In the West, the process of body modification (any form of purposeful permanent alteration to the body to change its appearance) is generally a matter of personal preference, but there are other cultures in which body modification is expected or required to be part of society.
In Africa, tattoos and other forms of body modification can symbolize your age, social status, beliefs, religion,…etc. Some tribes use body modification to symbolize different traits, such as goodwill, diplomacy, wealth, creativity, and wisdom. They can also be used for different ceremonies, and for rites of passage.
Here are some of those cultures and the modifications some African tribal groups perform on their bodies.
There are aesthetic, religious, and social reasons for scarification. For example, scarification has been widely used by many West African tribes to mark milestone stages in both men and women’s lives, such as puberty and marriage. It is also used to transmit complex messages about identity; such permanent body markings may emphasize fixed social, political, and religious roles. Tattoos, scars, brands, and piercings, when voluntarily acquired, are ways of showing a person’s autobiography on the surface of the body to the world.
Tribe members unwilling to participate in scarification were generally not included in the group’s activities. According to anthropologist Grace Harris, group members lacking the normal characteristics consistent of the group are not considered as acquiring the full standings as agents in their society, they would also lack the capacity for meaningful behavior, such as greeting, commanding, and stating. Therefore, scarification can transform partial tribe members into normal states entirely accepted by the group. Scarification a form of language not readily expressed, except through extensive and intricate greetings, gives the ability to communicate fully which is a key element for being considered as a normal member of the group.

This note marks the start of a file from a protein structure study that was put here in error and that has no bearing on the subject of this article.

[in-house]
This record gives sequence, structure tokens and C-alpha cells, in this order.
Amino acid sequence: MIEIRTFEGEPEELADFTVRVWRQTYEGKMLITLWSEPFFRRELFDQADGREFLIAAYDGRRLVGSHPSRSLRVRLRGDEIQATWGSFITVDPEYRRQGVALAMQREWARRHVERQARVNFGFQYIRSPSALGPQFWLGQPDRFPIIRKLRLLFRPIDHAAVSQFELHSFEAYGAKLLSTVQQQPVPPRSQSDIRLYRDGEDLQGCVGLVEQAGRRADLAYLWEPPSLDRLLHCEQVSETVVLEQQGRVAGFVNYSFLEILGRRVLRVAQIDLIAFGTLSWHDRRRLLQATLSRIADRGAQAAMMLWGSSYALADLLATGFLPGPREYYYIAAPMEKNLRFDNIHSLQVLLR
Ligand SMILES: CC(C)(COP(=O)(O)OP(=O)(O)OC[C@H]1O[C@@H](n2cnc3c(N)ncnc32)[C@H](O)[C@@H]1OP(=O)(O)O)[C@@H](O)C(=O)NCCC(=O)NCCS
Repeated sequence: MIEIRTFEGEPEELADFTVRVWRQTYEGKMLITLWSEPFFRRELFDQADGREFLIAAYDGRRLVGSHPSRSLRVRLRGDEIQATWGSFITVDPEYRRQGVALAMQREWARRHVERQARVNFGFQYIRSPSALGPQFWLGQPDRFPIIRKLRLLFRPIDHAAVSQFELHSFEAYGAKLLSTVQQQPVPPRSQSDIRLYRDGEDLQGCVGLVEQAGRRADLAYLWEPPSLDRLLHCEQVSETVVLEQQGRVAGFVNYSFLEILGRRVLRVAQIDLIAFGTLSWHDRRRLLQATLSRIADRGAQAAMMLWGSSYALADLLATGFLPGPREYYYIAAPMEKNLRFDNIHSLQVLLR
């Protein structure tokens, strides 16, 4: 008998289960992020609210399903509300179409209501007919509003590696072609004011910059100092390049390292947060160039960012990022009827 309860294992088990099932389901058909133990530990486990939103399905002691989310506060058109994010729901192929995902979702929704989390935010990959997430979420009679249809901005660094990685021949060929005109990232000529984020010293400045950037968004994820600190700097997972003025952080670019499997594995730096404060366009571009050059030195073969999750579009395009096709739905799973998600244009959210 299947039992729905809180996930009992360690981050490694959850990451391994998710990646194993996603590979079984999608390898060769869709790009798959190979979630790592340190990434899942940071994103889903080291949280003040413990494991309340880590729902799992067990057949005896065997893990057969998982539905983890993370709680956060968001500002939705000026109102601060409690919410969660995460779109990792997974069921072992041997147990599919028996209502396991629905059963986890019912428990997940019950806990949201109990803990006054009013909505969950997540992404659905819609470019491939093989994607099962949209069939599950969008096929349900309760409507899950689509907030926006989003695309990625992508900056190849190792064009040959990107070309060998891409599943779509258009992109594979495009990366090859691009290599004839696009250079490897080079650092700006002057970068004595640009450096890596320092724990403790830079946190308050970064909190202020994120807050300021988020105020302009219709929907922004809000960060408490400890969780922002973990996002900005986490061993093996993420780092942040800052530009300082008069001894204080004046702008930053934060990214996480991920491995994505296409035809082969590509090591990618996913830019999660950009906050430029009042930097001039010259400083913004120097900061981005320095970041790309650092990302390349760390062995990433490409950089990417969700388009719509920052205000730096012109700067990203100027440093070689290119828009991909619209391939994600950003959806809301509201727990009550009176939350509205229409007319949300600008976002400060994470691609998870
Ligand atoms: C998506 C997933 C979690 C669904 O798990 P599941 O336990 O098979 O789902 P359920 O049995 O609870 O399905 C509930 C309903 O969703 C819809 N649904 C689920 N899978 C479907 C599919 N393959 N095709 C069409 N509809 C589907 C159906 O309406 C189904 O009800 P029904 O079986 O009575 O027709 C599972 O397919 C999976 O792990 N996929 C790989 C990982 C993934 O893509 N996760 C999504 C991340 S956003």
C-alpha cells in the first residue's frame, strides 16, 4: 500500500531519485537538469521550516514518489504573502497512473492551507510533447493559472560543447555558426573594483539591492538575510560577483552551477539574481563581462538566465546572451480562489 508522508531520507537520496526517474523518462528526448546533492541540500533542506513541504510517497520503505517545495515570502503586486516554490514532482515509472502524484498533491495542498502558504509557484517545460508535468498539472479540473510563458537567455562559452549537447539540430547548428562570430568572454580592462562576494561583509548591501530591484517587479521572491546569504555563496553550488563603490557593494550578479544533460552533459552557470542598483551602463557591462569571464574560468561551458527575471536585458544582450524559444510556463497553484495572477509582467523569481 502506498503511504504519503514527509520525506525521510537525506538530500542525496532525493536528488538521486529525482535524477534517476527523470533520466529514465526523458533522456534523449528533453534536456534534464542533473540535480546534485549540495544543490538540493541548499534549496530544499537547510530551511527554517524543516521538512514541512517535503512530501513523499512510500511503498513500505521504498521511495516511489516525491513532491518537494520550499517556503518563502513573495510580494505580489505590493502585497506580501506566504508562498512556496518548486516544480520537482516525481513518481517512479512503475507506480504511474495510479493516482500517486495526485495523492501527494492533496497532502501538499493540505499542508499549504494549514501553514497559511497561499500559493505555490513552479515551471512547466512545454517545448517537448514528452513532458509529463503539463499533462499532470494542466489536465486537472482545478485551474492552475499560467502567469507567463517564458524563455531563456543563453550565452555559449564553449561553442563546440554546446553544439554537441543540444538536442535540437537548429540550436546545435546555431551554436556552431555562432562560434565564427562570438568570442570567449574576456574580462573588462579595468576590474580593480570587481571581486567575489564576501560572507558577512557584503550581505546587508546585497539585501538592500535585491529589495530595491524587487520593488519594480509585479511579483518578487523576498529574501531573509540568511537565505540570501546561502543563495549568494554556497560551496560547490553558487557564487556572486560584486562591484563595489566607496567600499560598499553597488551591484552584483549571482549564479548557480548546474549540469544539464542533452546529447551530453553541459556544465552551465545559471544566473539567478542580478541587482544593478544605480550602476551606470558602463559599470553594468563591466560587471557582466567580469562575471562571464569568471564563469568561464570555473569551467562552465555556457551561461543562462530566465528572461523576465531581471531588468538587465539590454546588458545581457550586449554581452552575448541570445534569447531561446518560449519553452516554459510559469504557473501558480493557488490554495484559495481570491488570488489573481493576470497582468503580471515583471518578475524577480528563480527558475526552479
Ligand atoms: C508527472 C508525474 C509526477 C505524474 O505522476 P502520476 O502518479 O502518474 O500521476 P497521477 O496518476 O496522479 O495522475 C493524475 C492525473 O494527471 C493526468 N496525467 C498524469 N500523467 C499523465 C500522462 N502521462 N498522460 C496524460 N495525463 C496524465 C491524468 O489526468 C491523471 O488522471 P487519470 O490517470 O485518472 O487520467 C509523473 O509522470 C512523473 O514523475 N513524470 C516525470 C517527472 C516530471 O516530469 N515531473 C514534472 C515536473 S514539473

Today, the art of scarification is changing in Africa, and can mostly be spotted on elders. Mostly because of fears of HIV transmission via blades, and also because of the shame encountered. It is a culture which was once loved and is now despised. Ironically, people in western societies go under the knife to perfect their bodies; they prefer to hide their scars (it is also not on their faces)! Moreover, with the advent of identification cards, the need for scarification has also reduced.
One of the most intriguing body modification practices was the teeth sharpening ritual that prevailed in parts of Africa, particularly, central Africa, eastern and southern Africa in the early 18th century. Although they also modified the body with tribal marks, which is more popular in West Africa, for many ethnic groups in Central and southern Africa, tattooing and teeth sharpening were more prevalent with the latter being the most popular.
The teeth sharpening ritual is most popular among the Makonde people in southeast Tanzania and northern Mozambique, the majority of ethnic groups in the Democratic Republic of Congo including the Bopoto and the Zappo Zap people. Some tribes in the Central African Republic, the Bemba of Zambia, and even the Yao of Malawi and parts of Zambia also practised the teeth sharpening ritual.
3. Body Modification/Lip Plate
The Surma people is made up of three ethnic groups: The Mursi, the Suri, and the Mekan people. The Suri and the Mursi share a similar culture. Their women’s beauty is determined by how large their lip plate is.